Then the hero of the story appears to set things right. She’s a woman whose gender relegated her to unquestionably second class status. She is Mary of Bethany (whom scholars identify with Mary Magdalene). And she does something extraordinary. She does what Nathan the prophet recalled in today’s first reading that he did for David. She anoints Jesus as the Christos – the Christ, designating (and making) him God’s chosen one.
This is extraordinary, since the term “Christos” (or Christ) itself means “anointed.” And in the gospels there is only one anointing of Jesus the Christ. And it occurs at the hands of Mary Magdalene, not of some male priest. In other words, the Magdalene in today’s gospel acts as prophet and priestess on a level arguably above Nathan’s role recalled in the reading from 2nd Samuel.
And there’s more. The Magdalene appears in public with her head uncovered and hair flowing – a condition appropriate for a woman of Jesus’ time only in the presence of her husband. And besides anointing Jesus, she performs what can only be described as an extremely intimate act. She continually kisses his feet with her lips and washes them with tears of love.
But how could a woman perform such an act? Why would Jesus allow it? After all, according to Jewish law, women were not even permitted to say ritual prayers at home, much less perform religious rites of such central import as identification and anointment of the Christ.
That is, not according to Jewish law. However, according to “pagan” law such election by a priestess was not only permitted but essential for any sacred king. There according to the rite of hieros gamos or sacred marriage, the priestess would anoint the priest-king and by virtue of her act (often consummated by ritual sex), the anointed would be flooded with power of the god. Conversely, without the power conferred by the woman, the king would remain powerless and have no knowledge of himself or of the gods. These facts would have been evident to Jesus’ contemporaries.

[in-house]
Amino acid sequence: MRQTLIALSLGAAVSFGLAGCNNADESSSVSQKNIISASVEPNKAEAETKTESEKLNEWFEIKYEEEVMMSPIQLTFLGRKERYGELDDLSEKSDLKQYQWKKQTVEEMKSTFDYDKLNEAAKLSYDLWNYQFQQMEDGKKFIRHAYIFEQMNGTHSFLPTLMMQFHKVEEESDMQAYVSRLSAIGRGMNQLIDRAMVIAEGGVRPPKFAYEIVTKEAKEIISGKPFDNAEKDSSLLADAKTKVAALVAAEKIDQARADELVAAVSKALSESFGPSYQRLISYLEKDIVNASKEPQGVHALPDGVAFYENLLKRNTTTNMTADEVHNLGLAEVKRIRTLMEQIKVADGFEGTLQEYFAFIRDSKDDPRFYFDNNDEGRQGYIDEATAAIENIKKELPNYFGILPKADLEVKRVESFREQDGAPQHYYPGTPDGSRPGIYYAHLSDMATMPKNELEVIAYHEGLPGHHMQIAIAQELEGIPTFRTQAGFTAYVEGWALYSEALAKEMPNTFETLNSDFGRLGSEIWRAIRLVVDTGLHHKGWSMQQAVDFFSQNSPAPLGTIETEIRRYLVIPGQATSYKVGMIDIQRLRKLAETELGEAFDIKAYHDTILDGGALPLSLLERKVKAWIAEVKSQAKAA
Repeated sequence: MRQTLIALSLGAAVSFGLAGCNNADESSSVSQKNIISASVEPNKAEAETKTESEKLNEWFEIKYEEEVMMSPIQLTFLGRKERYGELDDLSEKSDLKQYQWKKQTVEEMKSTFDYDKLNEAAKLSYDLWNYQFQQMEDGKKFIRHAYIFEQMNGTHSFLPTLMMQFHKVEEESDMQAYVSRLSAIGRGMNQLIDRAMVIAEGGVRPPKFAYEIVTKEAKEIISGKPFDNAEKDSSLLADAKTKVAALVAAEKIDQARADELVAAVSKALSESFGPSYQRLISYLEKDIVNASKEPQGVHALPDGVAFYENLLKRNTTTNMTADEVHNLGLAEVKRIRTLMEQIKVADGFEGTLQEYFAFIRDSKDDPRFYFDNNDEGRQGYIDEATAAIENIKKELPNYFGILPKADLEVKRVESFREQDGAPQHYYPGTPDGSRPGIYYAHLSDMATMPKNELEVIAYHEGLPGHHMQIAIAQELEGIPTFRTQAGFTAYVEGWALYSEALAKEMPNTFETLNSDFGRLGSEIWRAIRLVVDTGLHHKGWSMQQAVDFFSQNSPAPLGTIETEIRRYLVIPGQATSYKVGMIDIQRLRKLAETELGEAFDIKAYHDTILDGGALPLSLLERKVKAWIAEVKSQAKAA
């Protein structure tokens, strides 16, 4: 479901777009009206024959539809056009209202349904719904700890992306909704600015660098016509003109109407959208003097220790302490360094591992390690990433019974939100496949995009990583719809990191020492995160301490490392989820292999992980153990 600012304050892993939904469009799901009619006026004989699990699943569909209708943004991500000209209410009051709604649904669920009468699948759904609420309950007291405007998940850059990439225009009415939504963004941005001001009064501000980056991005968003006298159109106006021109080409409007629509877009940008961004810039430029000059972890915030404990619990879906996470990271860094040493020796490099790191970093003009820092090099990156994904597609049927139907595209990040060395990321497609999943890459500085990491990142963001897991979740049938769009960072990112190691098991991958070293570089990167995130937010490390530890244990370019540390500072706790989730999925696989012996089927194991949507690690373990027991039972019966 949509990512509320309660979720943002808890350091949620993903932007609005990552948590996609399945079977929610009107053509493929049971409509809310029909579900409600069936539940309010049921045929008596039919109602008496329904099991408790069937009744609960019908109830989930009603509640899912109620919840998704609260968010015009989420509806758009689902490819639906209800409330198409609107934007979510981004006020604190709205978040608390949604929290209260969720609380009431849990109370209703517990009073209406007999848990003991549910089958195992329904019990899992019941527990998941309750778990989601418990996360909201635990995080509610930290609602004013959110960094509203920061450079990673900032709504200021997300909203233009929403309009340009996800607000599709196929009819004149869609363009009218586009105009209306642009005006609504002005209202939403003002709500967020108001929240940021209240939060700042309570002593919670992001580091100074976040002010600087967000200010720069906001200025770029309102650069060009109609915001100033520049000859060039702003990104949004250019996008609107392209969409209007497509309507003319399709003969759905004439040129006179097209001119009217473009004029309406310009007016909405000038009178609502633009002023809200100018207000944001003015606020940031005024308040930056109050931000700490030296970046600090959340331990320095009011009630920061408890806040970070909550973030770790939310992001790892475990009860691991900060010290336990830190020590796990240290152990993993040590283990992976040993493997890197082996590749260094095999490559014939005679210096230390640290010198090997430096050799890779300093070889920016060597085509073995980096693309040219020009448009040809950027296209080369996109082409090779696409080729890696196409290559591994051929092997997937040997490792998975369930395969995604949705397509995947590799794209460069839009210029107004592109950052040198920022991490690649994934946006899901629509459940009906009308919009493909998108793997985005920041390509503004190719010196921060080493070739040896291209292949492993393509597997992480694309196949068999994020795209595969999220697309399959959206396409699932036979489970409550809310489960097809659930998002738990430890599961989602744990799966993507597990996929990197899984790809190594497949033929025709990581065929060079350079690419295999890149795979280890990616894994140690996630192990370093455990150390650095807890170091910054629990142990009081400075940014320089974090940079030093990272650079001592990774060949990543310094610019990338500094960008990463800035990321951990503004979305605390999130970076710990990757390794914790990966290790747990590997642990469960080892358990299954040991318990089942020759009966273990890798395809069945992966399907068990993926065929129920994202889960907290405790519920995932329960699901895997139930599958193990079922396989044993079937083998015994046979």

Why has this history and the prophetic role of Mary Magdalene in identifying (and consecrating) the Christ been hidden from us all these years? Feminist scholars tell us that patriarchal misogyny – anti-woman sentiment – is the answer.
And negativity towards women is written all over today’s excerpt from Luke’s gospel. There the evangelist emphasizes the sinfulness of the Magdalene as that of the other women in Jesus’ company.
Luke describes Mary as “a sinful woman in the city,” and “a sinner.” He has Jesus tell those seated at table that “many sins have been forgiven her,” and say to the woman, “Your sins are forgiven.” So we won’t miss the point, Luke gratuitously describes Mary Magdalene as the one “from whom seven demons had been cast out.” And finally, women in Jesus’ company are described as formerly sick and possessed.
Nevertheless, Luke feels compelled to note what everyone in his community knew: women like the Magdalene and Joanna and Susanna and the “many others” who followed Jesus were his financial supporters of Jesus and “the twelve.”